Pray these joyful mysteries and reflect on care for creation.
“Children speak only in Spanish [at school],” says Eufracia, “so it is necessary for some programmes to be in Aymara, so they hear our mother tongue spoken.”
Peru continues to face many challenges as its new government contemplates the political, economic and social fallout from the coronavirus pandemic, which is still ongoing. Peru has suffered more than many nations, with the highest per capita death rate in the world. But one thing is certain - the voices of indigenous women will not be silenced.
Throughout the pandemic, radio and podcasts have been a vital lifeline for isolated communities to get the information they need to stay safe. In Peru, indigenous women have taken the lead in broadcasting life-saving information to their communities in local languages.
The radio crackles. A jingle plays and a voiceover speaks: “The Amazon has a woman's name because the Amazon is a woman. A bountiful woman, a fighter, a brave woman.”
This is how the Amazonia Es Mujer ("The Amazon is a woman") podcast starts. In this episode, Maribel, a health technician and an indigenous woman from the Harakbut people, joins the show.
“We are now on the frontline defending our population,” she says. “I am committed to ensuring that every member of the community adopts preventative practices, using medicinal plants and combining traditional and western medicines.”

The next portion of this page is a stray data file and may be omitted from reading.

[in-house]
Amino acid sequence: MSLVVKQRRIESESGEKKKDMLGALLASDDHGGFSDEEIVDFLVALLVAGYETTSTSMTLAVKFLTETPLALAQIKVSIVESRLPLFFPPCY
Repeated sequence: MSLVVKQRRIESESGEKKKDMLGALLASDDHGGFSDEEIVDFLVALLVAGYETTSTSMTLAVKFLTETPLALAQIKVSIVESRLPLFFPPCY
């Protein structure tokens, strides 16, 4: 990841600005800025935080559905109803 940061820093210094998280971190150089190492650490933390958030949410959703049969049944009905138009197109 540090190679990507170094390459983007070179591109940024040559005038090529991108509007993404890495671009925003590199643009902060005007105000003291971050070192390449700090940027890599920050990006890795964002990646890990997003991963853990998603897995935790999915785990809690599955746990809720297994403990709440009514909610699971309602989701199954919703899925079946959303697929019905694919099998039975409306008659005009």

Messages of hope
The show, which is produced for women, by women, is one of several radio broadcasts created to dispel myths and share accurate information on Covid-19 with indigenous people living in the Amazon region. Indigenous communities have been severely affected by various waves of the pandemic, with the loss of elders and corresponding loss of their culture.
“The main issue is that messages haven’t been reaching indigenous and rural communities, nor shared in a way that was accessible to them - whether in their local language or from an intercultural perspective,” explains Lucy Jardine, CAFOD’s communications officer for Latin America and the Caribbean.
Whereas previously Maribel viewed her mother tongue Harakbut as an obstacle to overcome, today she values it as a treasure, and communicating messages in people’s own language, via the radio, has been key: “Often radio is all that people have in very rural areas so it’s a crucial tool for any kind of communication.”
"There are older people in the communities who do not understand Spanish, so it is good to have programmes in [local languages such as] Aymara,” explained Eufracia Mamani, President of the Kumu and Huacullani district, who lives high up in the Andes mountains. She appeared on the radio station Pachamama, which means Mother Earth. It broadcasts information on issues affecting local people, including hygiene and protection relating to COVID-19.
Indigenous voices will not be silenced
The use of local languages also has another important function: helping to keep these languages alive.